Inject a 15 ml. sample of 0.1 N hydrochloric acid standard and observe its retention time (the retention time in this analytical test was found to be 5.70 minutes). Set parameters 81 and 82 to retention time values off 5.40 and 6.00. minutes which will inhibit and resume integration without integrating the hydrochloric acid band itself which contains no aluminum polymers.
Conditioning the Column
The column is conditioned using a 10% w/w solution of Al/Zr tetrachlorhydrex-Gly where the peak 1 area is about 35% to about 45%. To prepare the conditioning solution a 50% w/w solution of Zr/Al tetrachlorhyrate is prepared by heating a 50% w/w solution of conventional aluminum chlorhydrate to about 98° C. and slowing adding a 50% w/w solution of zirconium hydroxychloride having a Zr/Cl mole ratio of 0.7, over several hours with good mixing. The solution is cooled to room temperature, and filtered to form a clear solution. Eight grams of glycine are then added to 100 grams of the filtered solution to form a ZAG. The mixture is then diluted to a concentration of 10% w/w with distilled water. This conditioning solution must be prepared freshly prior to use.
To condition the column it is first flushed with dilute nitric acid (pH=2.2) at a rate of 0.8 ml/min. The column is then injected 40 times with 5 microliters of the 10% ZAG conditioning solution. Then flush the column with nitric acid solution (pH=2.2) and wait one hour. Inject a 1% solution of a standard reference material (monitoring solution). The monitoring solution is a typical production low Zr active, Al/Zr trichlorohydrex-gly. Repeat these steps until the % peak 1 in the monitoring solution is constant.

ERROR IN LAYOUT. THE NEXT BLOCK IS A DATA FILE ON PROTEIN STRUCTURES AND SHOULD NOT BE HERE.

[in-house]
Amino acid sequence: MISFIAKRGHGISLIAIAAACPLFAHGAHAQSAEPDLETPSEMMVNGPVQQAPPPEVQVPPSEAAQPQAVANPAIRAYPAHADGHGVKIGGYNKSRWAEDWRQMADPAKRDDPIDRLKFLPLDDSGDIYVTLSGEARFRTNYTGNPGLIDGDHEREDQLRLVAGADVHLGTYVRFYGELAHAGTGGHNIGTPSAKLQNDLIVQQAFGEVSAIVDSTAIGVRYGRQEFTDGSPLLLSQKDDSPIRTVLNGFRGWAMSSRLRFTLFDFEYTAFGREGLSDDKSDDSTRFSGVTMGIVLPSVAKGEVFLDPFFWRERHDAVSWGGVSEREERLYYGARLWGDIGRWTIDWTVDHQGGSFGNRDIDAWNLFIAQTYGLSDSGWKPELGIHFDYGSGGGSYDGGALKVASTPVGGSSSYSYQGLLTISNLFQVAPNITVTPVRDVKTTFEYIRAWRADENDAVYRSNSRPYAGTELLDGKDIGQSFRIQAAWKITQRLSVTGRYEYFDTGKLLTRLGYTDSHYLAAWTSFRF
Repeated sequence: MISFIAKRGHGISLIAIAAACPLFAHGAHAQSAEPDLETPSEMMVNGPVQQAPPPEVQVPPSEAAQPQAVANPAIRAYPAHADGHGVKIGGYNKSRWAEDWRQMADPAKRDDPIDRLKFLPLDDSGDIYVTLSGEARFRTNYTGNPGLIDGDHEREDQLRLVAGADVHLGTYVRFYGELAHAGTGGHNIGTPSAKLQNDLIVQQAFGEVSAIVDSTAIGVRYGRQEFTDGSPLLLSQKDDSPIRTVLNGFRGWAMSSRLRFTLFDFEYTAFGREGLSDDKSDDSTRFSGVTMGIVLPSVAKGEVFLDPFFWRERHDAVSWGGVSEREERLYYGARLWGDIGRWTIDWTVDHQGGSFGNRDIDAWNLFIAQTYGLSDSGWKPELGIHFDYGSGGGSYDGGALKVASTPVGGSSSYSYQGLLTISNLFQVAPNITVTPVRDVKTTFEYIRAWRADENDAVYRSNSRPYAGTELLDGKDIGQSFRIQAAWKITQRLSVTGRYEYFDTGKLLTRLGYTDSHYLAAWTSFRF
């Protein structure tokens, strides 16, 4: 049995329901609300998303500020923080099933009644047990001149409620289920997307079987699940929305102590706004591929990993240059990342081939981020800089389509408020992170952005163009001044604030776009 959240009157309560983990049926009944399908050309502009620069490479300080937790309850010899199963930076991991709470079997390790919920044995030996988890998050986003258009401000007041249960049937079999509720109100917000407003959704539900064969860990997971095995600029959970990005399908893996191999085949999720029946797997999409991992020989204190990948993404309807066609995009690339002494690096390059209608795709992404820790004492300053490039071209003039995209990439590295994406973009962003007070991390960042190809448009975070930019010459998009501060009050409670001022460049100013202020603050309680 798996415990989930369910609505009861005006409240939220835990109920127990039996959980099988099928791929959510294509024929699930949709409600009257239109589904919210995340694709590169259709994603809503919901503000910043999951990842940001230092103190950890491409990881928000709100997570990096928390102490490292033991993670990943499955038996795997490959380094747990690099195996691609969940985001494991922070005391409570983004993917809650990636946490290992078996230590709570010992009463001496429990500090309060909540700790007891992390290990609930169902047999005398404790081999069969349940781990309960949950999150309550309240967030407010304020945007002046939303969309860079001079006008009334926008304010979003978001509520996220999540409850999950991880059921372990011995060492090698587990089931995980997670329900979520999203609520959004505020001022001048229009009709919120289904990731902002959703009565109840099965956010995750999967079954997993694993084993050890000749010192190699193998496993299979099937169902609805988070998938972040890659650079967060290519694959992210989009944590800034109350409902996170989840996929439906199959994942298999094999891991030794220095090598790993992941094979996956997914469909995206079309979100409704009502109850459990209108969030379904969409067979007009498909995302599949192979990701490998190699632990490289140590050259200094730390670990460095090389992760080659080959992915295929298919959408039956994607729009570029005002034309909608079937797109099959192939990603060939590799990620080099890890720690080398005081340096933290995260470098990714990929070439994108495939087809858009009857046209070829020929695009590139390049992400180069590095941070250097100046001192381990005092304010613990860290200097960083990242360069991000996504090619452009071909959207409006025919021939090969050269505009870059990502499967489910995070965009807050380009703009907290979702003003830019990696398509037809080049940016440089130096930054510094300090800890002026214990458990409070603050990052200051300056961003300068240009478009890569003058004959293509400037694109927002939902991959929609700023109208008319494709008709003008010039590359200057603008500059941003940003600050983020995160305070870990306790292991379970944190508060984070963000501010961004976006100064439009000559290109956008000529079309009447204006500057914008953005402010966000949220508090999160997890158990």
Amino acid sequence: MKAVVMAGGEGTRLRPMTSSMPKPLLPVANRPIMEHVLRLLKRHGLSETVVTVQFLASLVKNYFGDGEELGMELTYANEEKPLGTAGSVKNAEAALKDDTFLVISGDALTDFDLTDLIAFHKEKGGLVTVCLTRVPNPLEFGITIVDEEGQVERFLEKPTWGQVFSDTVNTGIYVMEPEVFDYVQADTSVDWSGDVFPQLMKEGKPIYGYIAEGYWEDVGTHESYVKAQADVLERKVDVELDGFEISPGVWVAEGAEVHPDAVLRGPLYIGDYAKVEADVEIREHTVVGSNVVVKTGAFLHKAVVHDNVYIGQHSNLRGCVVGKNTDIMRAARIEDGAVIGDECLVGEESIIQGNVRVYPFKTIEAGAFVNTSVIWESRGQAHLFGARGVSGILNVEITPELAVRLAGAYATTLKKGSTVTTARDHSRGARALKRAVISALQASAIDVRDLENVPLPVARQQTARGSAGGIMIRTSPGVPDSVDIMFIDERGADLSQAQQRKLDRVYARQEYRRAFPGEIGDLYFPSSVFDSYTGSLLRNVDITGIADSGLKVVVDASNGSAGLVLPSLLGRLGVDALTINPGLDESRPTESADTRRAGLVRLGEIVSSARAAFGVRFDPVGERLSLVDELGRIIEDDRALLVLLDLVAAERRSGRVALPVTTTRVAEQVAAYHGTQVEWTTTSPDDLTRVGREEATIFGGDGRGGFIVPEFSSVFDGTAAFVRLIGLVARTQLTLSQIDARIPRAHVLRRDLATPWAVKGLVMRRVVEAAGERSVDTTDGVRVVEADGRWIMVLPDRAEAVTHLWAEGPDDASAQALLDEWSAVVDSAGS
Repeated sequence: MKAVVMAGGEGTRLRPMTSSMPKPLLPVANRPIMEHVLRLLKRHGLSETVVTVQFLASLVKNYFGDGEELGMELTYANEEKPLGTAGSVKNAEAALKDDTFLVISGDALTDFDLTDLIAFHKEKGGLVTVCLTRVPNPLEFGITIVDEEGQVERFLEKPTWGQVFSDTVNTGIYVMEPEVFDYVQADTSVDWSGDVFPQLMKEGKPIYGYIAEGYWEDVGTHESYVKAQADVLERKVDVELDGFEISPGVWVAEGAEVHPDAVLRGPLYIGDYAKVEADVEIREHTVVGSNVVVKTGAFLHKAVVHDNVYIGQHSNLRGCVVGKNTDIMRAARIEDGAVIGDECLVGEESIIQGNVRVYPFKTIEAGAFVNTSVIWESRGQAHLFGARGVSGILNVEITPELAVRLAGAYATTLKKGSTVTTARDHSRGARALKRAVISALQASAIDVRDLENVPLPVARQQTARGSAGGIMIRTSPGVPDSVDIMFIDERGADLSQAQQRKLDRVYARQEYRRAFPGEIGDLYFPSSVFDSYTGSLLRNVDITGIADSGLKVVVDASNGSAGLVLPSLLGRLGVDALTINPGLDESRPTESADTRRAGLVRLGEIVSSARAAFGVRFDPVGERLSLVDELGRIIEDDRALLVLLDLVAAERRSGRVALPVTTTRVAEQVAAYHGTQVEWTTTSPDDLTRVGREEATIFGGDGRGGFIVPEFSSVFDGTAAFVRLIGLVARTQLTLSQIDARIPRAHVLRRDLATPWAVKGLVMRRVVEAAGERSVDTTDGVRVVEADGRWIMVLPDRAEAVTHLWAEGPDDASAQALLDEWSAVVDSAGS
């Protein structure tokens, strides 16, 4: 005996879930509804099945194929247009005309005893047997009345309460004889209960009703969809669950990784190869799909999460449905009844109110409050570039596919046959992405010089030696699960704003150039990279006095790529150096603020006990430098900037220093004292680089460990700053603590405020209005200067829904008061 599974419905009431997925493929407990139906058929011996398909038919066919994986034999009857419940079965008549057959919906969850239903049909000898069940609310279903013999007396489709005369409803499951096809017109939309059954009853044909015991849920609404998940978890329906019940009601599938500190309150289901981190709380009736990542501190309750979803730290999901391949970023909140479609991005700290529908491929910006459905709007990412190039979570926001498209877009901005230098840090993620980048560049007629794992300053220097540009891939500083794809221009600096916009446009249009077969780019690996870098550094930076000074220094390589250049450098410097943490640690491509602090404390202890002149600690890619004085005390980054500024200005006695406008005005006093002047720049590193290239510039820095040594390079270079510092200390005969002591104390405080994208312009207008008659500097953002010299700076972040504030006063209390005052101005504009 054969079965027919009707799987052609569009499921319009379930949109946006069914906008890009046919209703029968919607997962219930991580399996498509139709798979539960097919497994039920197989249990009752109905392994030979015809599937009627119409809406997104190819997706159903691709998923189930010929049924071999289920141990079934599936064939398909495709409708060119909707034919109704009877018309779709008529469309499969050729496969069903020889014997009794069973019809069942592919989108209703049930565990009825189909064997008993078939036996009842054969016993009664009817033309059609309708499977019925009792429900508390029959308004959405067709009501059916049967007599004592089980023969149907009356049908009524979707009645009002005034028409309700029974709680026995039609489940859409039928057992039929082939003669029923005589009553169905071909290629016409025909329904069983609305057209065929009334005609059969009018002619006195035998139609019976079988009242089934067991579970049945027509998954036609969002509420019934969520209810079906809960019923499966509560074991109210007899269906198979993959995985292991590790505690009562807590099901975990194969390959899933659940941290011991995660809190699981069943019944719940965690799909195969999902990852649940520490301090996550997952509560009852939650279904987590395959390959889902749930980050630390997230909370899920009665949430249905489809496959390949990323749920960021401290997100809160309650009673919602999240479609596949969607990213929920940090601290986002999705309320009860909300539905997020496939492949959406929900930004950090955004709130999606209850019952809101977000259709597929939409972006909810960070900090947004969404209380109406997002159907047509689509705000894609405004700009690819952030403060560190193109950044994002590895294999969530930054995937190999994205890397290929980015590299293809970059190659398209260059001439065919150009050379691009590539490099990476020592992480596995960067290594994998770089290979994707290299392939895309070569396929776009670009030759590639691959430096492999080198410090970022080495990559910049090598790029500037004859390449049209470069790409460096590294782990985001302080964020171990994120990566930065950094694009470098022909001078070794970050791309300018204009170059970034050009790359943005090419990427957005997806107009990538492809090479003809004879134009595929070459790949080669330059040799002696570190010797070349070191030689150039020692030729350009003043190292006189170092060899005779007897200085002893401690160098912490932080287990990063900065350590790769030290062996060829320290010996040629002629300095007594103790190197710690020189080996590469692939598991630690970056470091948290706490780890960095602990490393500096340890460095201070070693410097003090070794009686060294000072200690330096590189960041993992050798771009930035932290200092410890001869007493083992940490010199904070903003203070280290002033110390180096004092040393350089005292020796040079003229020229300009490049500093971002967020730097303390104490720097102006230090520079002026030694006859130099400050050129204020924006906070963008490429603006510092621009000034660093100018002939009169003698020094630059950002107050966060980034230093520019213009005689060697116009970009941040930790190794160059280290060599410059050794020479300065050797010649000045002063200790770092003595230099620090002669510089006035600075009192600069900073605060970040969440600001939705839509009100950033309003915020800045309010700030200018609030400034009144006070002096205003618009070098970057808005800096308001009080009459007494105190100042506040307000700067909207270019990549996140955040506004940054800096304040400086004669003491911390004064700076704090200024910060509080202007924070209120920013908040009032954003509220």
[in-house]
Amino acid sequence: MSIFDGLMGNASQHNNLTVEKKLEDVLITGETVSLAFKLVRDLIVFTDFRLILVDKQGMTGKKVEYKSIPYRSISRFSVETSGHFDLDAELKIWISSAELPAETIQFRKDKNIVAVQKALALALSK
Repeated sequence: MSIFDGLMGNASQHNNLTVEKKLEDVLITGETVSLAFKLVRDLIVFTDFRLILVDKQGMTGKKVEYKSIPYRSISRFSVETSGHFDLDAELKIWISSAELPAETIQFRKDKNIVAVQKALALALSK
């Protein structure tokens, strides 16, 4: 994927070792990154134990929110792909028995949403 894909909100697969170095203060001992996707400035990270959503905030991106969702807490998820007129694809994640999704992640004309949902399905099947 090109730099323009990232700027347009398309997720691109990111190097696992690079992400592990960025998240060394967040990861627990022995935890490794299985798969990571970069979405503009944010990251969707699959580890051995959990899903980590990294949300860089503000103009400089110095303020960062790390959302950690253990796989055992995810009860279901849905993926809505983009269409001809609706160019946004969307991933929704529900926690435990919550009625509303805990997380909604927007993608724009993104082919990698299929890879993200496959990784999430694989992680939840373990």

Let the detector and column stabilize (no more than +1 mv change in the signal of the baseline in 10 minutes) prior to running a sample. Stabilization is achieved by running the mobile phase through the column for at least 30 minutes. The sample to be tested is diluted to 1% w/w with freshly prepared nitric acid mobile phase (pH=2.2), and filtered through a 0.45 micron filter. Inject the sample with a Rheodyne injector (1.5 microliter fixed loop injected).
The chromatogram will show which aluminum containing polymer peaks are presents the retention times of each peak and their calculated percentages. ##EQU1##
In preparing the antiperspirant active of this invention the order of addition does not appear to be critical. The components utilized are a conventional basic aluminum chlorides, enhanced basic aluminum chlorides and a zirconium hydroxy chloride.
The enhanced basic aluminum chloride ("enhanced ACH") is prepared in situ in the manner described in the '525 patent, and has a peak 4 (Band III) of at least 20%.